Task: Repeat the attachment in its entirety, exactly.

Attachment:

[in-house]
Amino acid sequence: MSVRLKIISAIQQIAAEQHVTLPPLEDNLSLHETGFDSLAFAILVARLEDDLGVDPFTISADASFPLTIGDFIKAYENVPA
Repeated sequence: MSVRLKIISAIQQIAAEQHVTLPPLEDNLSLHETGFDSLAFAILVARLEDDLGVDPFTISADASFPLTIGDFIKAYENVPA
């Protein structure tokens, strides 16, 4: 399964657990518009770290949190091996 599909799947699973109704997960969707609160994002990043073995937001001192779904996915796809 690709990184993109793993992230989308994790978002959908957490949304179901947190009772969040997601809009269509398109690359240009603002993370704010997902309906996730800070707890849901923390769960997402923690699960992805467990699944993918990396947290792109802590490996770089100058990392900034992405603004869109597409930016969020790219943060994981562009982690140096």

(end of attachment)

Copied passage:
[in-house]
Amino acid sequence: MSVRLKIISAIQQIAAEQHVTLPPLEDNLSLHETGFDSLAFAILVARLEDDLGVDPFTISADASFPLTIGDFIKAYENVPA
Repeated sequence: MSVRLKIISAIQQIAAEQHVTLPPLEDNLSLHETGFDSLAFAILVARLEDDLGVDPFTISADASFPLTIGDFIKAYENVPA
């Protein structure tokens, strides 16, 4: 399964657990518009770290949190091996 599909799947699973109704997960969707609160994002990043073995937001001192779904996915796809 690709990184993109793993992230989308994790978002959908957490949304179901947190009772969040997601809009269509398109690359240009603002993370704010997902309906996730800070707890849901923390769960997402923690699960992805467990699944993918990396947290792109802590490996770089100058990392900034992405603004869109597409930016969020790219943060994981562009982690140096």